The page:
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Olympic Figure Skater Ashley Wagner Says She Was Sexually Assaulted By John Coughlin

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Who Is Ashley Wagner? New Details On The Olympic Figure Skater's Claims She Was Sexually Assualted

Sexual assault can happen to anyone. It doesn't matter what you're doing, who you know, how rich or how poor you are, in a very dark way, sexual assault is the great equalizer. That's why it's so important that after centuries of staying silent, women, in particular, are starting to speak up and share their own stories of sexual violence in a hopes of breaking the cycle of abuse, silence and shame. 

One woman who has come forward is Ashley Wagner. Who is Ashley Wagner? She's an Olympic medal-winning figure skater who has been in the public eye for most of her life. Now, she's sharing a story about something terrible that happened to her when she was still a teenager, and what she reveals will break your heart. Her bravery ought to be commended. 

1. Who Is Ashley Wagner? 

Earlier this week, Ashley Wagner, an Olympic figure skater, revealed something gut-wrenching. Wagner shared that when she was just 17-years-old she was sexually assaulted and that the person who did this to her was none other than John Coughlin, another figure skater who took his own life earlier this year after he was suspended from the ice during an investigation into charges of sexual misconduct. Now that Ashley has come forward, that makes a total of four women who have been brave enough to come forward and share their stories of being assaulted by Coughlin. 

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2. Sharing Her Story

Wagner chose to share her story with the public for the time in an essay that she wrote for USA Today. According to her, it was 2008 when Wagner and Coughlin, then 22-years-old, found themselves at the same figure skating camp in Colorado. In Wagner's account, Coughlin kissed her and groped her heavily while she was trying to sleep after the party. "It was the middle of the night when I felt him crawl into my bed,” Wagner, now 28, wrote in USA Today. “I had been sleeping and didn’t move because I didn’t understand what it meant. I thought he just wanted a place to sleep. But then he started kissing my neck. I pretended to be deep asleep, hoping he would stop. He didn’t. When his hands started to wander, when he started touching me, groping my body, I tried to shift around so that he would think I was waking up and would stop. He didn’t.”

3. Her Word For Word Account 

The account is as horrific as you might imagine, with Wagner revealing that she felt more than helpless, particularly because of their size difference; Coughlin was a much bigger man than Wagner was a woman. “When he continued to wander further over my body, I started to get scared because he was so much bigger than I was, and I didn’t know if I could push him off,” she wrote. It was at this point, according to Wagner's published account, that she began to cry. She stopped playing at being asleep and physically moved Coughlin's hand, insisting that he stop. Imagine the terror she must have felt in that handful of seconds as she waited to see if he would heed her pleas.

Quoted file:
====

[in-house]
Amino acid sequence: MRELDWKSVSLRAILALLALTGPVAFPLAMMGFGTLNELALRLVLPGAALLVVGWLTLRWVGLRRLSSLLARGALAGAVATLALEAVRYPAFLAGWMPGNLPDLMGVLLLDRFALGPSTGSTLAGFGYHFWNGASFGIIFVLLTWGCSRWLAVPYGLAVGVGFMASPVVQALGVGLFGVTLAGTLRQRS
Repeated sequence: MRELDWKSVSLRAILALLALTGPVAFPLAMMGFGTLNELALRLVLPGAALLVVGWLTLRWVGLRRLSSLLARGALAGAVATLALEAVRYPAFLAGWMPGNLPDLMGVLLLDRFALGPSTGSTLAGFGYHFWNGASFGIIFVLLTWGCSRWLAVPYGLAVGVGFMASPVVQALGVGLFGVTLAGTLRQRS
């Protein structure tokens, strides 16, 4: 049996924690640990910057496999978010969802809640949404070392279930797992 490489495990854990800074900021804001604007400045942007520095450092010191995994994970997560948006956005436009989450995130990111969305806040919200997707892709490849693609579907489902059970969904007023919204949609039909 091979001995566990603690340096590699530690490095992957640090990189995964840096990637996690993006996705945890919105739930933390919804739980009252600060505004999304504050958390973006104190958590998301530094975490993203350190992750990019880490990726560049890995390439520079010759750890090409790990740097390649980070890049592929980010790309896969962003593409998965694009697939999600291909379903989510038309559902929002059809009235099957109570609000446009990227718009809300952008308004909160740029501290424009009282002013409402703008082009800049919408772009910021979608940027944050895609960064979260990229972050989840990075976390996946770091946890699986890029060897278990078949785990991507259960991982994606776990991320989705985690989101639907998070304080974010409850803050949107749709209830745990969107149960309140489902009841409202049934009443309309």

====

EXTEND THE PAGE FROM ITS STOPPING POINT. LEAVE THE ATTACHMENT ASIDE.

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4. Taking Time To Process 

Thankfully, well, as thankful as anyone can be in this kind of situation, Coughlin listened at this point. “He looked at me for a few seconds, quietly got up and left the room. All of this happened over the period of about five minutes. That is such a small amount of time, but it’s haunted me ever since,” she wrote. To make matters worse for Wagner, like so many other women who experience this kind of assault, she only told two people, feeling a combination of shame and disbelief. To hear Wagner tell it it took her a very long time to even fully process what Coughlin had done to her and to put a name on it. You can hardly blame her for taking her time to process something so shocking. 

5. How To Move Forward 

Moving forward was hard for her, partially because both she and Coughlin never again acknowledged his actions following that night and Wagner was young, confused, and didn't have a set of tools in place to help her cope with this sort of situation. “In 2008, I didn’t have the knowledge and empowerment that came with the #MeToo movement. No one had explained consent to me. Something that was so ambiguous then is very clear now. I was sexually assaulted," she bravely revealed in her essay. Taking a stand like this is never ever easy, but it's always the right thing to do, particularly for people whose jobs make them publicly visible. Three cheers to Wagner for taking such a gutsy risk for the sake of all other victims of assault. 

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6. The Support Of Her Peers 

Thankfully, unlike other organizations, U.S. Figure Skating is supporting Wagner and commending her for speaking out. In a statement, they said: “What happened to Ashley should not happen to anyone, period. Ashley is incredibly strong; not just to have the courage to come forward with her story, but to share her experience publicly to help others. Ashley recently spoke at U.S. Figure Skating athlete safety seminars and her experience and message of empowerment had a profound impact on skaters and their parents. Ashley’s perspective has helped us expand the scope of our athlete safety initiatives and education and words cannot express how much we appreciate her sharing her story with our members.”

Rebecca Jane Stokes is a writer living in Brooklyn, New York with her cats, Batman and Margot. She's an experienced generalist with a passion for lifestyle, geek news, pop culture, and true crime.